The initial 9 months of unemployment yielded exactly 2 telephone interviews and 1 in-person interview. Despair was beginning to set in, to chip away at my Brave Face mask when a curious thing happened: I became too ill to seek employment. This status change led to a month-long hospitalization and a hiatus from the receipt of unemployment compensation. (My Catholic upbringing would not allow me to continue receiving benefits while I was unable to continue seeking work.)
Upon my return home from the hospital, I immediately returned to job-search mode and re-registered for unemployment benefits. Not allowing myself to think about other possibilities besides being employed and working 40-60 hours a week, I began sending out resumes once more.
One month later, with still no job prospects in sight and still not “officially” released to drive, I rode in my friend Cathy’s car back to Tampa for my hospital follow-up visit and what would be a life-changing moment: a diagnosis of “Stage 3 Endometrial Adenocarcinoma and Synchronous Neuroendocrine Appendiceal Carcinoma.” Cancer.
If ever there was a time to cry, that should have been it. Instead, my professional Brave Face mask morphed into the personal Brave Face mask that I have worn since that date.
But, with the change of masks and with the passing of time, there has been another change, a paradigm shift.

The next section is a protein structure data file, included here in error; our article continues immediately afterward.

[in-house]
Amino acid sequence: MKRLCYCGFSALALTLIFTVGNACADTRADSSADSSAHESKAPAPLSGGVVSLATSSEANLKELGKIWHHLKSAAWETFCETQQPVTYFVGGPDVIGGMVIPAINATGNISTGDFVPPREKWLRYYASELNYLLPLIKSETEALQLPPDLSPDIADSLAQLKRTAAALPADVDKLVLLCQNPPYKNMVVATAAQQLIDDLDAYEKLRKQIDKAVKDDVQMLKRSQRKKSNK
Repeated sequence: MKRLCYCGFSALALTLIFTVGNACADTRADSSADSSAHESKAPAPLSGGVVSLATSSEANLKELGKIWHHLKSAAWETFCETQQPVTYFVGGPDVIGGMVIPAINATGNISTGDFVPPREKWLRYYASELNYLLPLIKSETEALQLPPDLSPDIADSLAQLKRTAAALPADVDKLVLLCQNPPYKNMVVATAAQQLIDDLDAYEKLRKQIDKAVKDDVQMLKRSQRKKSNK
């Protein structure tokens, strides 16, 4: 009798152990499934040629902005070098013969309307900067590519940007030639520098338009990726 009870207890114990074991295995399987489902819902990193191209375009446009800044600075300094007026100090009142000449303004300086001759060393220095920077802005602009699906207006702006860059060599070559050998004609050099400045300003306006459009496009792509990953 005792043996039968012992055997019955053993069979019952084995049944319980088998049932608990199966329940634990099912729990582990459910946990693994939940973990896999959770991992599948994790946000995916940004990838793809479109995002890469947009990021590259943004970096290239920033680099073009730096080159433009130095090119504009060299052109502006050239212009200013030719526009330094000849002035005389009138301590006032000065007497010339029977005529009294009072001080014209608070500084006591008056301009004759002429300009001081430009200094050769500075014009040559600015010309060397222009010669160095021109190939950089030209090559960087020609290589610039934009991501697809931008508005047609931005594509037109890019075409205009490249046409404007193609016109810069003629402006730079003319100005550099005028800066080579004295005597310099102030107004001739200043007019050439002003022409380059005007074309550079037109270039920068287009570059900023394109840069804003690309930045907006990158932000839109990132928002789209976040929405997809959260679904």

My former paradigm, the framework, both theoretical and practical, that dictated how I thought about and presented myself, contained only Candice, experienced social services administrator.
I finally have accepted and embrace the fact that life no longer intends me to be “employed,” in the traditional sense. I have shed the mantle of “employee” and with it the only description of me that I knew for almost my entire adult lifetime.
I am a social servant. I always have been a social servant. It was a career and a lifestyle that I knew for some 38 years. That never will go away. Never would I trade the families on AFDC and Food Stamps, the foster children, the adopted children or the runaway or homeless or arrested teens with whom I worked. I like to think that sometimes along the way I made some small differences in their lives.
Today, with the help and encouragement of family, friends and fellow writers, I have finally given myself permission to be employed by me and for me. I am shedding the chrysalis and spreading my writer’s butterfly wings.
Now, I am a writer. I always have been a writer and my penchant for words and for the turn of a phrase served me well during my career. And I can still use my pen to help others when the occasion arises. But now, I can be a writer for me. It is at once scary and emboldening. Behind my new Brave Face Mask, I still will cry — possibly even more often, as I turn more inward to draw inspiration for my words.
Helping others helped me. Helping others will continue to help me. The only difference will be that, from here on out, I no longer am paid to help others. Somehow, that feels so much better.
Original Art courtesy of Josephine Wall: